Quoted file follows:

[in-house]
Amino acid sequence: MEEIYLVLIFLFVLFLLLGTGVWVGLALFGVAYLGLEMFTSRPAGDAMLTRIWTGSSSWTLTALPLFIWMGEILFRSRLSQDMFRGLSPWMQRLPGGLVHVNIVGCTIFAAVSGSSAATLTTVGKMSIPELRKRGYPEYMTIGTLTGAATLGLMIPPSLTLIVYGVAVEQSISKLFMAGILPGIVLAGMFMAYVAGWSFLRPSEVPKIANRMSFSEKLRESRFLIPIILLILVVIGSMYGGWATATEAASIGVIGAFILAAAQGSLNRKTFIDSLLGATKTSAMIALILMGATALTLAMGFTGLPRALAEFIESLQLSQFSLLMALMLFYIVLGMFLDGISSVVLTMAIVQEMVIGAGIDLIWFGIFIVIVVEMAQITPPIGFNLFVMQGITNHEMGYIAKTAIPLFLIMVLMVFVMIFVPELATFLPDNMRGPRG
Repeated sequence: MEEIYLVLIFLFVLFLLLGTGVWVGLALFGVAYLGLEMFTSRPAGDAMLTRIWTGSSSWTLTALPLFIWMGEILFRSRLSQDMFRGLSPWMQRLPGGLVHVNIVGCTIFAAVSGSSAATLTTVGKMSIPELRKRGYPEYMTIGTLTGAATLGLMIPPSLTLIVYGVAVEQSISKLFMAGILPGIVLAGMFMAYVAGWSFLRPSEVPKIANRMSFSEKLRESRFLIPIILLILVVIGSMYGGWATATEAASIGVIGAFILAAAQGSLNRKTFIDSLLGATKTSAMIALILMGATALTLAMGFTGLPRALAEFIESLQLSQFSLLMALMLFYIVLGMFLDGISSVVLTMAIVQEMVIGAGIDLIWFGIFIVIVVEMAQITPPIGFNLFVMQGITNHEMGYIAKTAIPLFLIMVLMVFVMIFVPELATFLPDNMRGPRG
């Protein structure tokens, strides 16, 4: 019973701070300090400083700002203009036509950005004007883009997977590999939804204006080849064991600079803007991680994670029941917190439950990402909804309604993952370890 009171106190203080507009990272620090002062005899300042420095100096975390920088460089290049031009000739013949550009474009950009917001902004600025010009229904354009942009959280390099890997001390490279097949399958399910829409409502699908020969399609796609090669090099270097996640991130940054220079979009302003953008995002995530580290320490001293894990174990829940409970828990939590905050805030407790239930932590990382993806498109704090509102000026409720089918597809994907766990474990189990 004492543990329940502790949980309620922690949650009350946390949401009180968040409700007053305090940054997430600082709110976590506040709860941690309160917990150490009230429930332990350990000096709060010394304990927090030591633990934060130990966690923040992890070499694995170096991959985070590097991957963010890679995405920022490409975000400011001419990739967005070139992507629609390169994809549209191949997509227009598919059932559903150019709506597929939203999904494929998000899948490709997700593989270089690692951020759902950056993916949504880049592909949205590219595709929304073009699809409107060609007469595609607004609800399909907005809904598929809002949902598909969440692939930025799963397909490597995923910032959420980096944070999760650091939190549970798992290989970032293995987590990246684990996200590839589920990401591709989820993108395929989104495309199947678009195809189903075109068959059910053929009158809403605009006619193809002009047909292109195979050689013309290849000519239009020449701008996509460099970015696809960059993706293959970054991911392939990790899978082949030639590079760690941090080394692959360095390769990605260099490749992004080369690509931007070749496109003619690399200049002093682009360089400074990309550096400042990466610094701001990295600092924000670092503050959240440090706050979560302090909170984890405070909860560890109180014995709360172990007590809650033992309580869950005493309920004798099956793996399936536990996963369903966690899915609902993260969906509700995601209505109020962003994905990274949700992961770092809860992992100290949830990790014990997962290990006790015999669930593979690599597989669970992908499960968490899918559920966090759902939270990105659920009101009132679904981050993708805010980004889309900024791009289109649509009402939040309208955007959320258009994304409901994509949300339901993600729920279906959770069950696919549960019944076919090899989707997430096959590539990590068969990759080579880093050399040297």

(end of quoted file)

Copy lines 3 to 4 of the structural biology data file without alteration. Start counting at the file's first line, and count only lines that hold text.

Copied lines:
Repeated sequence: MEEIYLVLIFLFVLFLLLGTGVWVGLALFGVAYLGLEMFTSRPAGDAMLTRIWTGSSSWTLTALPLFIWMGEILFRSRLSQDMFRGLSPWMQRLPGGLVHVNIVGCTIFAAVSGSSAATLTTVGKMSIPELRKRGYPEYMTIGTLTGAATLGLMIPPSLTLIVYGVAVEQSISKLFMAGILPGIVLAGMFMAYVAGWSFLRPSEVPKIANRMSFSEKLRESRFLIPIILLILVVIGSMYGGWATATEAASIGVIGAFILAAAQGSLNRKTFIDSLLGATKTSAMIALILMGATALTLAMGFTGLPRALAEFIESLQLSQFSLLMALMLFYIVLGMFLDGISSVVLTMAIVQEMVIGAGIDLIWFGIFIVIVVEMAQITPPIGFNLFVMQGITNHEMGYIAKTAIPLFLIMVLMVFVMIFVPELATFLPDNMRGPRG
């Protein structure tokens, strides 16, 4: 019973701070300090400083700002203009036509950005004007883009997977590999939804204006080849064991600079803007991680994670029941917190439950990402909804309604993952370890 009171106190203080507009990272620090002062005899300042420095100096975390920088460089290049031009000739013949550009474009950009917001902004600025010009229904354009942009959280390099890997001390490279097949399958399910829409409502699908020969399609796609090669090099270097996640991130940054220079979009302003953008995002995530580290320490001293894990174990829940409970828990939590905050805030407790239930932590990382993806498109704090509102000026409720089918597809994907766990474990189990 004492543990329940502790949980309620922690949650009350946390949401009180968040409700007053305090940054997430600082709110976590506040709860941690309160917990150490009230429930332990350990000096709060010394304990927090030591633990934060130990966690923040992890070499694995170096991959985070590097991957963010890679995405920022490409975000400011001419990739967005070139992507629609390169994809549209191949997509227009598919059932559903150019709506597929939203999904494929998000899948490709997700593989270089690692951020759902950056993916949504880049592909949205590219595709929304073009699809409107060609007469595609607004609800399909907005809904598929809002949902598909969440692939930025799963397909490597995923910032959420980096944070999760650091939190549970798992290989970032293995987590990246684990996200590839589920990401591709989820993108395929989104495309199947678009195809189903075109068959059910053929009158809403605009006619193809002009047909292109195979050689013309290849000519239009020449701008996509460099970015696809960059993706293959970054991911392939990790899978082949030639590079760690941090080394692959360095390769990605260099490749992004080369690509931007070749496109003619690399200049002093682009360089400074990309550096400042990466610094701001990295600092924000670092503050959240440090706050979560302090909170984890405070909860560890109180014995709360172990007590809650033992309580869950005493309920004798099956793996399936536990996963369903966690899915609902993260969906509700995601209505109020962003994905990274949700992961770092809860992992100290949830990790014990997962290990006790015999669930593979690599597989669970992908499960968490899918559920966090759902939270990105659920009101009132679904981050993708805010980004889309900024791009289109649509009402939040309208955007959320258009994304409901994509949300339901993600729920279906959770069950696919549960019944076919090899989707997430096959590539990590068969990759080579880093050399040297």